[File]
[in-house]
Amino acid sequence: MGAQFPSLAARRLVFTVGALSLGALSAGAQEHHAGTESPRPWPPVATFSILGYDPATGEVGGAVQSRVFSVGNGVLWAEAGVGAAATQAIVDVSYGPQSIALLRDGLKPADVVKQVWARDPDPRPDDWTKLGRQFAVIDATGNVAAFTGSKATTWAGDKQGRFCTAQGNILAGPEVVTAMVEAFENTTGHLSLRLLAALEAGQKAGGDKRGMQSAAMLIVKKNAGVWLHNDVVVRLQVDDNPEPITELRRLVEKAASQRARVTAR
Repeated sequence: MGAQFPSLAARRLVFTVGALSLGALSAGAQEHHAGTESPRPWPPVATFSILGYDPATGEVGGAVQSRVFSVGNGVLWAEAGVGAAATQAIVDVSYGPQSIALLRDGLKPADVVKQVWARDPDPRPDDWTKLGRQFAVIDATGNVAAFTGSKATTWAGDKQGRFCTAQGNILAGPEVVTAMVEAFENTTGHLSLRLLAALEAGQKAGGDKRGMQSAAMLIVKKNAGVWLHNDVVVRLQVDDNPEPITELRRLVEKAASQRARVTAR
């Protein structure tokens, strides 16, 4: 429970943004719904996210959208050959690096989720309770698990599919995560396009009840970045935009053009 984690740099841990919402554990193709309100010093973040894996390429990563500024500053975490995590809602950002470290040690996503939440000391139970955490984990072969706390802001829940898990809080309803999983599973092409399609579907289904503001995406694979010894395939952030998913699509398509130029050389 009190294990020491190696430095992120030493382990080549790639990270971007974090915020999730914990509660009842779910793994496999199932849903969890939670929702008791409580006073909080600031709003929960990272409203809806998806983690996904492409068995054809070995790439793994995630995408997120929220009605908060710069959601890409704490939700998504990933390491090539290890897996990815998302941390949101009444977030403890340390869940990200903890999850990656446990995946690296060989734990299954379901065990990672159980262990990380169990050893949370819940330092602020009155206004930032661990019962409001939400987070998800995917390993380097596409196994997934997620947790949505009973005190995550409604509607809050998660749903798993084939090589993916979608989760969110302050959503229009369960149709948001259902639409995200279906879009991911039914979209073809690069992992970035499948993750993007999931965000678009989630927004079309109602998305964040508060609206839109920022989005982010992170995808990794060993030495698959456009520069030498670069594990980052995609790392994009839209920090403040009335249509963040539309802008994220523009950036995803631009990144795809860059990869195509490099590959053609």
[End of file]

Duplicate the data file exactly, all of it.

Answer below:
[in-house]
Amino acid sequence: MGAQFPSLAARRLVFTVGALSLGALSAGAQEHHAGTESPRPWPPVATFSILGYDPATGEVGGAVQSRVFSVGNGVLWAEAGVGAAATQAIVDVSYGPQSIALLRDGLKPADVVKQVWARDPDPRPDDWTKLGRQFAVIDATGNVAAFTGSKATTWAGDKQGRFCTAQGNILAGPEVVTAMVEAFENTTGHLSLRLLAALEAGQKAGGDKRGMQSAAMLIVKKNAGVWLHNDVVVRLQVDDNPEPITELRRLVEKAASQRARVTAR
Repeated sequence: MGAQFPSLAARRLVFTVGALSLGALSAGAQEHHAGTESPRPWPPVATFSILGYDPATGEVGGAVQSRVFSVGNGVLWAEAGVGAAATQAIVDVSYGPQSIALLRDGLKPADVVKQVWARDPDPRPDDWTKLGRQFAVIDATGNVAAFTGSKATTWAGDKQGRFCTAQGNILAGPEVVTAMVEAFENTTGHLSLRLLAALEAGQKAGGDKRGMQSAAMLIVKKNAGVWLHNDVVVRLQVDDNPEPITELRRLVEKAASQRARVTAR
């Protein structure tokens, strides 16, 4: 429970943004719904996210959208050959690096989720309770698990599919995560396009009840970045935009053009 984690740099841990919402554990193709309100010093973040894996390429990563500024500053975490995590809602950002470290040690996503939440000391139970955490984990072969706390802001829940898990809080309803999983599973092409399609579907289904503001995406694979010894395939952030998913699509398509130029050389 009190294990020491190696430095992120030493382990080549790639990270971007974090915020999730914990509660009842779910793994496999199932849903969890939670929702008791409580006073909080600031709003929960990272409203809806998806983690996904492409068995054809070995790439793994995630995408997120929220009605908060710069959601890409704490939700998504990933390491090539290890897996990815998302941390949101009444977030403890340390869940990200903890999850990656446990995946690296060989734990299954379901065990990672159980262990990380169990050893949370819940330092602020009155206004930032661990019962409001939400987070998800995917390993380097596409196994997934997620947790949505009973005190995550409604509607809050998660749903798993084939090589993916979608989760969110302050959503229009369960149709948001259902639409995200279906879009991911039914979209073809690069992992970035499948993750993007999931965000678009989630927004079309109602998305964040508060609206839109920022989005982010992170995808990794060993030495698959456009520069030498670069594990980052995609790392994009839209920090403040009335249509963040539309802008994220523009950036995803631009990144795809860059990869195509490099590959053609």